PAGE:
Feasibility Study for the Evaluation of DHHS Programs Operated under Tribal Self-Governance. 2.1 - Overview


The Evaluation Feasibility Study was initiated to provide information to the Department of Health and Human Services on the potential to evaluate DHHS programs managed by Tribes under self-governance, both existing health programs and new DHHS programs that might be included in a demonstration.  Most demonstration programs within the Department are developed with an evaluation component that is designed to assess the program’s operations, processes, and outcomes.  Although Tribal self-governance of Indian Health Service programs has been in place for a decade, no government-sponsored evaluation of that program has been conducted and the limited information available was primarily qualitative.  As a result, little information is available on the strategies and processes used by Tribes who compacted for health programs or on the outcomes associated with self-governance of health programs. The Department determined that examining the potential for evaluating potential new self-governance programs, as well as feasibility of evaluating health programs, would be a useful activity.  The focus of this planning study was to determine whether it would be feasible to conduct an evaluation that included quantitative measurement of process and outcomes, since the existing research on delivery of services under self-governance had been primarily qualitative.

Early in the project, it became clear that designing an evaluation of DHHS programs operated under Tribal self-governance was a much more complex and daunting task than was the norm for other DHHS programs.  Tribal self-governance is intended to allow Tribes to manage their own programs with flexibility and with minimal requirements for reporting to federal agencies.  Evaluation, on the other hand, requires substantial data collection and reporting and a degree of consistency in program structure and models in order to facilitate analysis. The nature of the government-to-government relationship between the Federal government and individual Tribes, however, requires consultation and agreement on the type and the extent of any evaluation program. Beyond the consultation process, individual Tribes cannot be required to participate in an evaluation and the decision to participate is determined by each individual Tribe.

The Technical Working Group (TWG) stressed the importance of these issues at the initial meeting with the project team in February 2004.  In addition, the TWG members emphasized that there are a number of other issues – both political and practical – that the feasibility study should take into consideration as the project went forward.  These included:  1) concerns that an evaluation of self-governance could be interpreted by Tribes and Tribal organizations as an attempt by the Federal government to discredit or end the self-governance programs that already are in place; 2) concerns that, since the underlying goal of self-governance is to offer Tribes flexibility to structure programs to better meet local priorities, evaluation that examines a set of Federally-determined outcomes is inappropriate; 3) concerns that an evaluation may impose more extensive and burdensome data reporting on Tribes, rather than the minimal reporting that is one of the principles of self-governance; 4)   concerns that the evaluation data reporting under the demonstration program could become ‘institutionalized,’ and 5) concerns about the potential political ramifications of any evaluation of self-governance of health programs that involved comparisons of compact Tribes with IHS direct service Tribes.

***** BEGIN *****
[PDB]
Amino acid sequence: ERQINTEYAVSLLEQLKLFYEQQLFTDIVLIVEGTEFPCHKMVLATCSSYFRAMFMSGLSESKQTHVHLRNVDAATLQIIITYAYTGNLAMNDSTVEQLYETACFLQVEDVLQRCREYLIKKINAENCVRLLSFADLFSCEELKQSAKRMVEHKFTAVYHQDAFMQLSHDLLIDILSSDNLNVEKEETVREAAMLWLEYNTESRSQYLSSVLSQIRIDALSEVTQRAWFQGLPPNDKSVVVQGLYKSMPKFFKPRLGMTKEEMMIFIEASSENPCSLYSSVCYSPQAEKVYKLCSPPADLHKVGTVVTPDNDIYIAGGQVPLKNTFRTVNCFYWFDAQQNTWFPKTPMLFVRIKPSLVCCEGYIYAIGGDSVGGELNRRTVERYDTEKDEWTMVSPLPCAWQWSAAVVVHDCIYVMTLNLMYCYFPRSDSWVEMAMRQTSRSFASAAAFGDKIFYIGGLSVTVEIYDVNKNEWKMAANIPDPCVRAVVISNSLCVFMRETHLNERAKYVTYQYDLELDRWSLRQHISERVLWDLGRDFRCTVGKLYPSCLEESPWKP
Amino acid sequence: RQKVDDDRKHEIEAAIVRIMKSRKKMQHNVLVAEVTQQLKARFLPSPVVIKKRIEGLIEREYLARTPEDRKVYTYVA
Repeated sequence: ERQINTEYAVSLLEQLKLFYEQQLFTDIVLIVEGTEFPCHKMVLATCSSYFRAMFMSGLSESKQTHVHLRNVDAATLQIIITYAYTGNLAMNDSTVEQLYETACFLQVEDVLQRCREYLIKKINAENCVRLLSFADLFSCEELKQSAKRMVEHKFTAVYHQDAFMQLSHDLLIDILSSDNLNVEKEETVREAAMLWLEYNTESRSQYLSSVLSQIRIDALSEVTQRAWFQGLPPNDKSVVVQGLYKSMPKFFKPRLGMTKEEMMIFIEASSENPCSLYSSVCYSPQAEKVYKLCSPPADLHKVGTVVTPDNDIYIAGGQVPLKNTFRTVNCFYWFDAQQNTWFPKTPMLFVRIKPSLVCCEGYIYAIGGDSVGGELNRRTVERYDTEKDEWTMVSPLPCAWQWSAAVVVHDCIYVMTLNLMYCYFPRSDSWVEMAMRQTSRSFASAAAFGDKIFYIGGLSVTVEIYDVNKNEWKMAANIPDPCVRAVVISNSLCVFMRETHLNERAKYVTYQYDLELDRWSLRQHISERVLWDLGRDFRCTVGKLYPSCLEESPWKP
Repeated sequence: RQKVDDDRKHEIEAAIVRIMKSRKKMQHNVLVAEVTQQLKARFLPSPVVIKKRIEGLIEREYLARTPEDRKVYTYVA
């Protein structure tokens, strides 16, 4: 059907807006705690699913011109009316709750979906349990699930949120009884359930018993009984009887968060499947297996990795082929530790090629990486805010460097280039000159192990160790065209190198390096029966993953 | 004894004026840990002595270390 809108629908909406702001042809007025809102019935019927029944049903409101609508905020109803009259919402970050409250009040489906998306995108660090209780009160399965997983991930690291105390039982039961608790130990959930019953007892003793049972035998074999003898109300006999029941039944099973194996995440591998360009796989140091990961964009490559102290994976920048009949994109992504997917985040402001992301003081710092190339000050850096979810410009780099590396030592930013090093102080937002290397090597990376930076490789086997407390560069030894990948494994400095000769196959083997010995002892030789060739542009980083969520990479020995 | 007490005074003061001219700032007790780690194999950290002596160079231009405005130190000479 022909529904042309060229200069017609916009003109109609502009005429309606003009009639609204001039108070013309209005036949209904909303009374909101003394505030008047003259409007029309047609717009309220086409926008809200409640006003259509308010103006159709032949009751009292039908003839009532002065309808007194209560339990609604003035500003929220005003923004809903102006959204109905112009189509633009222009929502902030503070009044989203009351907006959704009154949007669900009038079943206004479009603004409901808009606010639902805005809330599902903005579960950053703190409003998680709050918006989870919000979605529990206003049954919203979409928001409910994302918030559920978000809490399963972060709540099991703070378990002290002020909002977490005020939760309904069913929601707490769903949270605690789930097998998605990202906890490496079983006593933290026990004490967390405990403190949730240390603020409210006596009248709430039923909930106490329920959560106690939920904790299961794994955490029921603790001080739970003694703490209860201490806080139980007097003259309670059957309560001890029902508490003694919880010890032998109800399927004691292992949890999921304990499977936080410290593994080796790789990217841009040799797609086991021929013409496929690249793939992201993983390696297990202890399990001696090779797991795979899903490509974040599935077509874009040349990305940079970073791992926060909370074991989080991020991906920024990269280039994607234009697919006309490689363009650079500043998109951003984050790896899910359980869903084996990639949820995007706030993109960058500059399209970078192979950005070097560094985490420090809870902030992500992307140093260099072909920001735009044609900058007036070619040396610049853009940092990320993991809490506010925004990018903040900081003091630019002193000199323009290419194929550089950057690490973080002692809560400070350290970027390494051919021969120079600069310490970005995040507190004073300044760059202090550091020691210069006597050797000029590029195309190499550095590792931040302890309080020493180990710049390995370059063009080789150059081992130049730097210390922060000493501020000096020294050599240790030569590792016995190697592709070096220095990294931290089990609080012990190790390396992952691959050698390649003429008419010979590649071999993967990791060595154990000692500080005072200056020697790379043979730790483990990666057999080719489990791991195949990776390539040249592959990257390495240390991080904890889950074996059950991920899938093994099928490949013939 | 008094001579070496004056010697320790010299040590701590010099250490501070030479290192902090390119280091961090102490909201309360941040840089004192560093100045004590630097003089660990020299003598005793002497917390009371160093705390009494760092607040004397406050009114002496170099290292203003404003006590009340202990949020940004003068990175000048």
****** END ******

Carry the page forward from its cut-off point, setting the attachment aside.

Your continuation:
These concerns and issues guided the development of a framework for the evaluation feasibility study.  Specifically, the project team addressed the following considerations:

  1. Any evaluation of DHHS programs operated under Tribal self-governance should be designed to examine how the Tribally-managed program operates to achieve Tribal goals.  The focus of an evaluation is not on whether self-governance should continue to be available to Tribes, but rather on how DHHS programs are operated by Tribes under self-governance to address health and social services needs and each Tribes’ priorities and needs.
  2. An evaluation should be designed with an understanding of the goals and principles of self-governance.  Self-governance offers Tribes the opportunity for flexibility to develop and re-structure programs to meet specific Tribal objectives. Any evaluation design should be similarly flexible in defining outcomes that could be measurable.
  3. If an evaluation were to be conducted, it would be important to clearly state its goals and communicate with Tribes about the potential benefits to them of participation and the possible disadvantages of participation, including burden of data collection and reporting.  There should also be clearly defined limits on the timeframe within which evaluation-related data would be requested and submitted by participating Tribes. In addition, confidentiality of individual Tribes’ data and results should be guaranteed.
  4. An evaluation of new DHHS programs managed by Tribes under a potential demonstration program that may be authorized by Congress should be separate from and designed differently than an evaluation of self-governance of health programs.  Self-governance of health programs is not a demonstration and has been in place for a decade. Therefore, any evaluation that could be structured would be retrospective and subject to more limitations than would an evaluation of a new demonstration program.

These issues and considerations guided the development of the evaluation feasibility study and the analysis of the feasibility of alternative evaluation approaches.

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